The Student’s Guide to Professionalism and Career PlanningOn December 2, 2019 by Vanessa Simmons
As a university student, you’re hard at work building your future. You’re doing your best to study and succeed in school, and those are crucial elements for your bright future. But your career will depend on more than just a great educational track record. In fact, in the not-too-distant future, you may find yourself in a job interview with a would-be employer who doesn’t care about your grades — as many experts will tell you, grades are more important to the company that will hire you right after you graduate. You need great grades in order to put yourself on the right trajectory, but building on your success will require something else.
In order to make it big, you’ll need to have the right attitude, the right habits, and the right reputation. All of those are things that you can — and should — start building right now, while you’re still in school. Make the most of your time in school. Start planning your career and building your resume, your reputation, and your professional skills.
Standing out from the crowd
Getting good grades are important, and you shouldn’t let anyone tell you otherwise. But your academic success matters most when it sets you apart from your peers. That’s why you should strive not just to succeed, but to differentiate.
Take presentations, for example. As a good student, you’ll be all over your subject. You’ll do the research that is necessary, you’ll create great visual aids, and you’ll have your presentation down to a science by the time the big day arrives. But there’s still more that you can do in order to establish your professionalism and your dedication to the task at hand. Dressing well is a key part of presenting well. As is providing well-put-together materials — materials that you may want to customize. Perhaps your presentation’s handouts can be put in custom printed folders. Maybe a custom binder is more appropriate. Whatever you settle on, this is the kind of extra detail that will impress a professor. It’s also the sort of thing that you may someday do to impress a client, a boss, or your peers in a professional setting.
When you stand out from the crowd, professors will notice you. That custom printed folder is a minor expense that will catch your professor’s attention. It will help your grade, and that might not be all. If you can make a connection with your professor, you could draw on their advice and support for years to come. Friendships in professional and academic settings are the result of networking. And networking is an art and a skill. Just as good social skills help people make friends in college, so do polished networking skills that help people build professional networks.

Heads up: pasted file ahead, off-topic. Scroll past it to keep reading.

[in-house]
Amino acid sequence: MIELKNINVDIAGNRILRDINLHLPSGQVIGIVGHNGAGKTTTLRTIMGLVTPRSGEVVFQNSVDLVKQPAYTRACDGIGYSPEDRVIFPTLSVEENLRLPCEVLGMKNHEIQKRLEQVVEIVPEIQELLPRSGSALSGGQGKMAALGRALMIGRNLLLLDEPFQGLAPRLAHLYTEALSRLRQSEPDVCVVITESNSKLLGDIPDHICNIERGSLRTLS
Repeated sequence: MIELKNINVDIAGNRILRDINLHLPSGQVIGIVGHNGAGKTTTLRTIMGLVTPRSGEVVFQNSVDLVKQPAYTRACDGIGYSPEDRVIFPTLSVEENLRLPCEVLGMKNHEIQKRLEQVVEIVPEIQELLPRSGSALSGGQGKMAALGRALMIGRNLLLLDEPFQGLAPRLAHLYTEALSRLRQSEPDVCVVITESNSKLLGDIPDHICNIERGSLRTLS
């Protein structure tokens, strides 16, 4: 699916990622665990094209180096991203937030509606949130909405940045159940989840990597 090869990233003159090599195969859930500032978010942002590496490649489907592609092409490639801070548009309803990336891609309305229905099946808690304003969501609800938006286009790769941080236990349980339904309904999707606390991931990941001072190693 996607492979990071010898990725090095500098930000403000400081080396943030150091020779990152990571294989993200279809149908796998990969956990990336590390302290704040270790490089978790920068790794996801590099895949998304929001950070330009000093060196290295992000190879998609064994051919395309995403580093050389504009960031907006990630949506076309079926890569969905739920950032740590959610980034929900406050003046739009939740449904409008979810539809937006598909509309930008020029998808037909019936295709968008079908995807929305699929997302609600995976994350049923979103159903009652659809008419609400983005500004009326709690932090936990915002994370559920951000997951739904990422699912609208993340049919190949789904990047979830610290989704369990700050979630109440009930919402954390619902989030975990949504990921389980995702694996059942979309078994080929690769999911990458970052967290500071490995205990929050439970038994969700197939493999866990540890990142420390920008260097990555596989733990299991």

A professional network is absolutely vital to your long-term success. When you have connections in your business area and beyond, you’ll have lots of people to turn to for advice, opportunities, and favors. And if you do the same for them, you’ll forge stronger and even more valuable connections. College is the perfect time to start building these connections. You’ll gain a fledgling professional network and hone your skills for all the networking that you’ll do in your professional years.
Protecting your reputation
The high-tech world that we live in is highly connected. That can be good for things like networking, but it can also be terrible for your reputation. Time after time, we’ve witnessed the falls of professionals and public figures whose online behaviors embarrassed them. Some of these people did terrible and unique things, but others have been guilty of behavior that — while often still reprehensible — is far from uncommon.
The most important thing that you can do for your reputation is to behave properly and practice respect, but it’s important to remember that even relatively innocent mistakes can harm your reputation. Posting photos of you out partying late on a weekday or bad-mouthing a professor or colleague can have long-term negative consequences on your professional reputation. In other words, social media mistakes can ruin careers.
Keep your private information secure. With photos, your best bet is to use an online cloud photo storage system, rather than social media photo albums. You can still share some photos on social media sites, but a secure cloud storage system will keep all of your photos safe (and in higher-quality files than social media sites allow). Plus, keeping your photos off of local hard drives is a good security measure. If you use cloud photo storage, then someone who steals your laptop won’t suddenly have access to all of your private photographs.
Similarly, using cloud storage could help you protect documents and files of other sorts. You may also want to consider investing in a VPN service to make your web browsing more private. You will most certainly want to clear out your social media presence and take a good long look at those privacy settings.
If you live a mindful and professional life, your online presence will reflect that. Still, you need to make sure that you’re taking basic steps to protect yourself. With your reputation intact, your determination to stand out from the crowd and your sharp networking skills will have nothing to hold them back.